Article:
Outside the central camp area which is the site of the old-growth grove, but within the 2,712 acres (10.98 km2) owned by the Bohemian Club, logging activities have been underway since 1984. Approximately 11,000,000 board feet (26,000 m3) of lumber equivalents were removed from the surrounding redwood and Douglas fir forest from 1984 to 2007. In 2007, the Bohemian Club board filed application for a nonindustrial logging permit available to landowners with less than 2,500 acres (10 km2) of timberland, which would allow them to steadily increase their logging in the second-growth stands from 800,000 board feet (1,900 m3) per year to 1,700,000 board feet (4,000 m3) over the course of the 50-year permit.[31] The board had been advised by Tom Bonnicksen, a retired forestry professor, that they should conduct group selection logging to reduce the risk of fire burning through the dense second-growth stands, damaging the old-growth forest the Club wants to protect. The Bohemian Club stated that an expansion of logging activities was needed to prevent fires, and that money made from the sale of the lumber would be used to stabilize access roads and to clear fire-promoting species like tanoaks and underbrush.[32] The California Department of Fish and Game, have instead recommended single-tree logging to preserve the habitats of murrelets and spotted owls in senescent trees. Philip Rundel, University of California, Berkeley professor of biology said that redwoods are not very flammable and "This is clearly a logging project, not a project to reduce fire hazard".[31] Reed F. Noss, professor at the University of California, Davis, has written that fires within redwood forests do not need to be prevented, that young redwoods are adapted to regenerate well in the destruction left behind by the fires typical of the climate.[33]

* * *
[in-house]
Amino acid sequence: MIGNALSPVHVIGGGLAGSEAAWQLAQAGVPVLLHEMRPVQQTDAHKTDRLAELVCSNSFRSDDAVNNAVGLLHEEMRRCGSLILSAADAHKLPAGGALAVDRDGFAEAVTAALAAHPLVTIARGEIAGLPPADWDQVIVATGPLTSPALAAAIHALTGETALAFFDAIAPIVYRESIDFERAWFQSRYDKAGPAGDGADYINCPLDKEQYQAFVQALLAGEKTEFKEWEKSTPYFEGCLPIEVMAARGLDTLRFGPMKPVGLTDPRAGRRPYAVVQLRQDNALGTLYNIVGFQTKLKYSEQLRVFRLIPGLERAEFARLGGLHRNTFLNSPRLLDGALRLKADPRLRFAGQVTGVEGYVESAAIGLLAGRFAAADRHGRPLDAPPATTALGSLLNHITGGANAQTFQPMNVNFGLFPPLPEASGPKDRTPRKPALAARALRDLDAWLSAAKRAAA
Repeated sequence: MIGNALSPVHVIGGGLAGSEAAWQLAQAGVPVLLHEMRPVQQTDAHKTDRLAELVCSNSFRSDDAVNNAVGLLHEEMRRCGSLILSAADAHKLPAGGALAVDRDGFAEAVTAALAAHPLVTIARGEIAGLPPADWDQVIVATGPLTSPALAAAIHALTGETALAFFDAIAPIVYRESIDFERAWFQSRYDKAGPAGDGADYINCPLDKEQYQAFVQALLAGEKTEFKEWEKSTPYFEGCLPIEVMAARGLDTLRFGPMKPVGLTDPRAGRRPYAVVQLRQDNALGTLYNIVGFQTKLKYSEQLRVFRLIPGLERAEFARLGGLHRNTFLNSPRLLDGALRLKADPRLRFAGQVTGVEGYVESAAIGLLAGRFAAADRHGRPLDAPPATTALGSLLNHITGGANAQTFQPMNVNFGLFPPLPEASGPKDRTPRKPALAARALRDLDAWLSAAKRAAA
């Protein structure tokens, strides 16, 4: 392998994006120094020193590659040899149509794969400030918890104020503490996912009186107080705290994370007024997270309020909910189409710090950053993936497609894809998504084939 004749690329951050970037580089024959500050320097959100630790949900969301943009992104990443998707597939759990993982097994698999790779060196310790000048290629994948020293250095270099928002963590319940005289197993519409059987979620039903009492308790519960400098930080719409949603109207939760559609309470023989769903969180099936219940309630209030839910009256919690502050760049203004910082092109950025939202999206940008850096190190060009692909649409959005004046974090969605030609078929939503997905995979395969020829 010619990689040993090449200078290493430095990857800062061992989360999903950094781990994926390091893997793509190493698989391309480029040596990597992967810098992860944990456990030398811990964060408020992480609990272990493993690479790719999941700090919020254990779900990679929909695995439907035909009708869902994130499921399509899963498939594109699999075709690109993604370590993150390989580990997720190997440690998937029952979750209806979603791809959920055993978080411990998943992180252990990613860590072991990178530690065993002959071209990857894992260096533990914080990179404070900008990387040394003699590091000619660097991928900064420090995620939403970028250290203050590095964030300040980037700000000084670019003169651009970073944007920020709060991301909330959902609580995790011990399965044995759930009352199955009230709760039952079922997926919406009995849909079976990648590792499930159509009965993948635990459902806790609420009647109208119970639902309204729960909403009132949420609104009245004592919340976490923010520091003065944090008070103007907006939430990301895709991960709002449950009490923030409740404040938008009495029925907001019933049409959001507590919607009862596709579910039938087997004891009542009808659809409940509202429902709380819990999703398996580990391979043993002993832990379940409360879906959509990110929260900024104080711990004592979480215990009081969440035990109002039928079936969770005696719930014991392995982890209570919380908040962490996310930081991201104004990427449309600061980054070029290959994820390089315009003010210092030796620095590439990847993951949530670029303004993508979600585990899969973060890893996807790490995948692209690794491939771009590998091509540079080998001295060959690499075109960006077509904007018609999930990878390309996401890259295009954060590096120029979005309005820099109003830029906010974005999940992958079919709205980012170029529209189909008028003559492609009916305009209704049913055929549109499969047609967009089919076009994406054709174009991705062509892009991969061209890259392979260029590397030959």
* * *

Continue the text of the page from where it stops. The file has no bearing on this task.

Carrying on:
In 1978 the Bohemian Club was charged with discrimination by the California Unruh Civil Rights Act.[30]